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# Chapter 1The need for more than one random-effect term when fitting a regression line

## 1.1 A data set with several observations of variable Y at each value of variable X

One of the commonest, and simplest, uses of statistical analysis is the fitting of a straight line, known for historical reasons as a regression line, to describe the relationship between an explanatory variable, X and a response variable, Y. The departure of the values of Y from this line is called the residual variation, and is regarded as random. It is natural to ask whether the part of the variation in Y that is explained by the relationship with X is more than could reasonably be expected by chance: or more formally, whether it is significant relative to the residual variation. This is a simple regression analysis, and for many data sets it is all that is required. However, in some cases, several observations of Y are taken at each value of X. The data then form natural groups, and it may no longer be appropriate to analyse them as though every observation were independent: observations of Y at the same value of X may lie at a similar distance from the line. We may then be able to recognize two sources of random variation, namely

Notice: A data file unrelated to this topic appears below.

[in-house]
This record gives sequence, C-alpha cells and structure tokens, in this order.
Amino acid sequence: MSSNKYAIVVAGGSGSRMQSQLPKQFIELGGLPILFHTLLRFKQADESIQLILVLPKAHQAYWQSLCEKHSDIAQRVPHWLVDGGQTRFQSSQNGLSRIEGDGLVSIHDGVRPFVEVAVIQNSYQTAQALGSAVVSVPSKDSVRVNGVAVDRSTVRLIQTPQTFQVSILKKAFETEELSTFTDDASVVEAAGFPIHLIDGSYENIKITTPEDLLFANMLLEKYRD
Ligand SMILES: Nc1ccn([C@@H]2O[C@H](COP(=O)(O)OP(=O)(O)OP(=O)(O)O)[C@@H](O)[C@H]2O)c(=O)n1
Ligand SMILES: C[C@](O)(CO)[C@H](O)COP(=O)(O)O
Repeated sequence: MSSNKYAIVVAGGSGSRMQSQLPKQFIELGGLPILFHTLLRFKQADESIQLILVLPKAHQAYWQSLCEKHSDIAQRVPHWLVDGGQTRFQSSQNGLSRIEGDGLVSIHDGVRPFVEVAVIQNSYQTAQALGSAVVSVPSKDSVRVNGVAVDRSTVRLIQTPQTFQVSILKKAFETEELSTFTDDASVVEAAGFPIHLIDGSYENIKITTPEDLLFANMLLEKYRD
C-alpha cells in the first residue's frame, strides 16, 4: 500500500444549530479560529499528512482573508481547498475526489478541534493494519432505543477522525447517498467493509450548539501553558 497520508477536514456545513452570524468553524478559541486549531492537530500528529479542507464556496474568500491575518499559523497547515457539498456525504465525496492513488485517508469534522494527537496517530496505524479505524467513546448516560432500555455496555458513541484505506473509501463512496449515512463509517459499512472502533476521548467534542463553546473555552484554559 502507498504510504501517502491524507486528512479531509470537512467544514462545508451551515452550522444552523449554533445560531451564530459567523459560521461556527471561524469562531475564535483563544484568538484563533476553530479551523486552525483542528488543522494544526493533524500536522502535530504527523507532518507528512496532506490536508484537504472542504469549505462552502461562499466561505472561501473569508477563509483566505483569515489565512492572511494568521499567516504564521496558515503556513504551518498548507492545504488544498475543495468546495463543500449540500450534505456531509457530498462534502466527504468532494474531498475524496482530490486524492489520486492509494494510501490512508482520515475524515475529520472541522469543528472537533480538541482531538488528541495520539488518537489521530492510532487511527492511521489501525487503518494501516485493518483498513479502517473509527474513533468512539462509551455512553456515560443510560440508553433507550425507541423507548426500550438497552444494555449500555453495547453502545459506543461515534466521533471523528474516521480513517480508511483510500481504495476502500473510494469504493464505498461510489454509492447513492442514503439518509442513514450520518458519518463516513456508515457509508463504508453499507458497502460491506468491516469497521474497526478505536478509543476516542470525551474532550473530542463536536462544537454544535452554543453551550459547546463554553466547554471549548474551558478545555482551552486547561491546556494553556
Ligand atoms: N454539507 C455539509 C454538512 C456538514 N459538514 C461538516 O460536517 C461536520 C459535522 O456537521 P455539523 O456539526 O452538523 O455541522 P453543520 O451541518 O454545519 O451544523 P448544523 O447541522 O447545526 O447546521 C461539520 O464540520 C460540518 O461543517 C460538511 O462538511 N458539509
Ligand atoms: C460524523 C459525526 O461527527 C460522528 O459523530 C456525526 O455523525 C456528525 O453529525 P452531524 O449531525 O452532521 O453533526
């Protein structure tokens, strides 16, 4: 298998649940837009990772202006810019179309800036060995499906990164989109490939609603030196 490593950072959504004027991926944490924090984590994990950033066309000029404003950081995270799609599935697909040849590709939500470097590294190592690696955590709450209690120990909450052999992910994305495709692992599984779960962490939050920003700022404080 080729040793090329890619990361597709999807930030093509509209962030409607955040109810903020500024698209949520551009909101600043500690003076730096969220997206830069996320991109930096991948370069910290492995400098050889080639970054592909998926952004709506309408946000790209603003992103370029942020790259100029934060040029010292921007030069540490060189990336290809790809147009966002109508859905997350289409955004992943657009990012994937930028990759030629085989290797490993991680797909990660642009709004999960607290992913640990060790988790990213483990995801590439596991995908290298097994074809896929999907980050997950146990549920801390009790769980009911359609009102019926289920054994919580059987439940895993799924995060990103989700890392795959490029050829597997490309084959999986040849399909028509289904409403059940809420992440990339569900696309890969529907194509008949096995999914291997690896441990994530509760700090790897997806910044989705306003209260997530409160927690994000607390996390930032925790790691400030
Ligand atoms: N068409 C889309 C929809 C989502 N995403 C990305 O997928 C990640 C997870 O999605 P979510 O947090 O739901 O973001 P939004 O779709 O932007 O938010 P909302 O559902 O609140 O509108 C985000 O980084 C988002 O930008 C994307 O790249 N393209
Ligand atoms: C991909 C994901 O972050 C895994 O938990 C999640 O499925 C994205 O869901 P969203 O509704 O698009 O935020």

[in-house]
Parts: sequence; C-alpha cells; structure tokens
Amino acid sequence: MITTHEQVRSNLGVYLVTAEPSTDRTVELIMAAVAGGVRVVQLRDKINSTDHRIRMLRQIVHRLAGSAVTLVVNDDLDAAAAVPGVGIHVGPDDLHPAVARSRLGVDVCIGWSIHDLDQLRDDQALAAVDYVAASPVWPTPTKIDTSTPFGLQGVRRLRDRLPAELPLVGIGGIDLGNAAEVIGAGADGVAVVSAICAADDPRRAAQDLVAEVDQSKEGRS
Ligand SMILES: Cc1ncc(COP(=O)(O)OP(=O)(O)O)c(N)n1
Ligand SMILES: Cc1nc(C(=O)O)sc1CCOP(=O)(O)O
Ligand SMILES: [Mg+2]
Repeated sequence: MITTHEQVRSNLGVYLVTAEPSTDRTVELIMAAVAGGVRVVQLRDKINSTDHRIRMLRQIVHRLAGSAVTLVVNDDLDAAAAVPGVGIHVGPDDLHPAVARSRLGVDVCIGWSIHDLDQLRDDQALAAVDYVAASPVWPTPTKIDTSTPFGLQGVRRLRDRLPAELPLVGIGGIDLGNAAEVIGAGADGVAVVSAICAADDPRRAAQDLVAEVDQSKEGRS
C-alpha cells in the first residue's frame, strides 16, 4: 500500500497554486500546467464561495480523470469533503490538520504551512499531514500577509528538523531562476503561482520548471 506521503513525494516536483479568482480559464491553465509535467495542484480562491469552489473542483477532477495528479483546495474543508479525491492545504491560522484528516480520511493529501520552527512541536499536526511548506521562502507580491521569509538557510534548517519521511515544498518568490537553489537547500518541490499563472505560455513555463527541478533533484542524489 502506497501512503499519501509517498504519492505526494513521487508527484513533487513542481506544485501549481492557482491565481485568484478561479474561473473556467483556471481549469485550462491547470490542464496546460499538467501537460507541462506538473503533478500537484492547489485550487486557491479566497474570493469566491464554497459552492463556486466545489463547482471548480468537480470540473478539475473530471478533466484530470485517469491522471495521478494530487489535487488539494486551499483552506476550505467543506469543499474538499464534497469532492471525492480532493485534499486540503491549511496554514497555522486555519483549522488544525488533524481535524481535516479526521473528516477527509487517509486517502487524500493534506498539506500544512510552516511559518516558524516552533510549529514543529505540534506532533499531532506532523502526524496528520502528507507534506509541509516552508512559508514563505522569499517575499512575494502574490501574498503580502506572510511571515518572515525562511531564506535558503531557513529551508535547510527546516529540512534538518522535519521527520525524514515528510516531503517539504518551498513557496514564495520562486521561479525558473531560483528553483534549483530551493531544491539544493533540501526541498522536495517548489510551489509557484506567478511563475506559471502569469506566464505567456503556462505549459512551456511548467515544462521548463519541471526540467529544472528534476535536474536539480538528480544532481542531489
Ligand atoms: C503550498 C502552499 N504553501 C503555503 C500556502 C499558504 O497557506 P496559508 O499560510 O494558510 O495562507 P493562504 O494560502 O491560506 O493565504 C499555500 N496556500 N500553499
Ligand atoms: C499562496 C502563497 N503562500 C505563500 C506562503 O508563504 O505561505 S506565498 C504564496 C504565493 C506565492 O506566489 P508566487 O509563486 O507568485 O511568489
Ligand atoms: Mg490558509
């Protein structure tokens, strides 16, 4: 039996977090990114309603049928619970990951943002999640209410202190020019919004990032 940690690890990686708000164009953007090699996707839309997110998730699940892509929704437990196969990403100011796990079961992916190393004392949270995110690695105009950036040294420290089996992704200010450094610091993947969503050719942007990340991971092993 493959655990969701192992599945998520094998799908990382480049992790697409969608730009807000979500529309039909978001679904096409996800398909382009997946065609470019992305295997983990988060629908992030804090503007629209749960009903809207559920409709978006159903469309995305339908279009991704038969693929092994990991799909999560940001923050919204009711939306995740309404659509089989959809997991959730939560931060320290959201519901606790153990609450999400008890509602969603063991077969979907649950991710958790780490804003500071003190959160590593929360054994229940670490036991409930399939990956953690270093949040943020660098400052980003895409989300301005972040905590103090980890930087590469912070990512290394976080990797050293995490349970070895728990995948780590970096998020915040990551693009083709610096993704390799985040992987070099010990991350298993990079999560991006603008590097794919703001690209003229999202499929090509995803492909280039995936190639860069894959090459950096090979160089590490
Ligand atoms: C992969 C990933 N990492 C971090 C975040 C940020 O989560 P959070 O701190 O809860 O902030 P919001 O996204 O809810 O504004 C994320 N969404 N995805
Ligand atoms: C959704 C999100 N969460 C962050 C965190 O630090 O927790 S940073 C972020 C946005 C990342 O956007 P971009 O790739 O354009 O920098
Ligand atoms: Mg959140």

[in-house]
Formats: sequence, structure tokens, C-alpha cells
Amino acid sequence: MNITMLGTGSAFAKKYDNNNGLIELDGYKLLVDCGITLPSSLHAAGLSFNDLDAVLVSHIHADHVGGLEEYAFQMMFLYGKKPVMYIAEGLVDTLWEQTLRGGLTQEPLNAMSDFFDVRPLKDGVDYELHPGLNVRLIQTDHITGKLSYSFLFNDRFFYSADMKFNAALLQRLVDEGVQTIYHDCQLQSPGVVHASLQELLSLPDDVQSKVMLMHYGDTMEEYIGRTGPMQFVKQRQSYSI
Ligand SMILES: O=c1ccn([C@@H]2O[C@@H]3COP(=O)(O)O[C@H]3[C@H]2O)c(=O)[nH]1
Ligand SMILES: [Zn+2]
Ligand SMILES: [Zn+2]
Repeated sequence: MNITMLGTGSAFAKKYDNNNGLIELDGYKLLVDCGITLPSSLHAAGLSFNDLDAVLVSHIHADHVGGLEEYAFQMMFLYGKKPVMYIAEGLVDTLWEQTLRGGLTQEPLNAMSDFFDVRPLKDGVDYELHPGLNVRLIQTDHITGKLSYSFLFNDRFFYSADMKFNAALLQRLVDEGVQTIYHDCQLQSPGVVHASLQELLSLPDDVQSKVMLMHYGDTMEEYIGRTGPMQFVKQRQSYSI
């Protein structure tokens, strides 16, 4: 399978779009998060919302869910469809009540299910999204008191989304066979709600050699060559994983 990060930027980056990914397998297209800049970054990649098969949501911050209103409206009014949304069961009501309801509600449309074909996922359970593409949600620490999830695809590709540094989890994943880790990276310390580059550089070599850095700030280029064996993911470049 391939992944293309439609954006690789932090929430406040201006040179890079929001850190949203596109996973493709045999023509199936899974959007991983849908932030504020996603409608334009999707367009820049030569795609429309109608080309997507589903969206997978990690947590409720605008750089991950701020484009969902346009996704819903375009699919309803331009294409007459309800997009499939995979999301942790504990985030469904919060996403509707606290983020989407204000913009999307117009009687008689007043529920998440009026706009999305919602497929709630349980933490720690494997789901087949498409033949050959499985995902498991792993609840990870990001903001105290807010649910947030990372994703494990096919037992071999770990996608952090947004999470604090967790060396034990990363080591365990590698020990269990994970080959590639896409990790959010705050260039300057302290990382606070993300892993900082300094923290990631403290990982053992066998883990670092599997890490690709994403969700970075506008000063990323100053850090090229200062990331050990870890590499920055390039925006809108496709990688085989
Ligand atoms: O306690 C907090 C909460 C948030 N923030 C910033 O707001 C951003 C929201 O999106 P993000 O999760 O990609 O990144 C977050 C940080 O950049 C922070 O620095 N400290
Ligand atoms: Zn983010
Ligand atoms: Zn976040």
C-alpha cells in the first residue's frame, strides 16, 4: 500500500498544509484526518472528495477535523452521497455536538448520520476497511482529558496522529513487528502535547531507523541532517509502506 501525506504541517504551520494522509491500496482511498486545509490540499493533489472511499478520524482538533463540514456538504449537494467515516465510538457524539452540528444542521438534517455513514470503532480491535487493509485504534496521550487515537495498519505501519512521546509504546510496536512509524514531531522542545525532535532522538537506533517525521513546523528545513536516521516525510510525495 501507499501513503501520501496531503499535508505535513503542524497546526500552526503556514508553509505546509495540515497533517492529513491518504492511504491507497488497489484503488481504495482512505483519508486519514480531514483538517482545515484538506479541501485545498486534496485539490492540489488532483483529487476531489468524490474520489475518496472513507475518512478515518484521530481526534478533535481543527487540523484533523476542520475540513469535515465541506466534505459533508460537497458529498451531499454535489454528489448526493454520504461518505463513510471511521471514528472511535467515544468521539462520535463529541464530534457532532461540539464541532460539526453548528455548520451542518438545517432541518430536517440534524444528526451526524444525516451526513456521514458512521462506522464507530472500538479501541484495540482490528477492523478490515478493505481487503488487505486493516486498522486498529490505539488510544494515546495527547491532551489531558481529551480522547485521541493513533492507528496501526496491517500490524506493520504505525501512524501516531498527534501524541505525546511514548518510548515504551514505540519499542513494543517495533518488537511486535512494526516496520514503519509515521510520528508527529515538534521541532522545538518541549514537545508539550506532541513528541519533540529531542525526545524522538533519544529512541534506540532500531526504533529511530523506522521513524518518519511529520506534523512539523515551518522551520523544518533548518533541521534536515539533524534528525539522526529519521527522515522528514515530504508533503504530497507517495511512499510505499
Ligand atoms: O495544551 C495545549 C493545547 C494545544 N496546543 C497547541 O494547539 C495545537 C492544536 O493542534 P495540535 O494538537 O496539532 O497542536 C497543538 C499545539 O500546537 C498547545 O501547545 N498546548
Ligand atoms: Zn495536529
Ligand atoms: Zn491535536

• variation among groups
• variation among observations within each group.

This is one of the simplest situations in which it is necessary to consider the possibility that there may be more than a single stratum of random variation—or, in the language of mixed modelling, that a model ...

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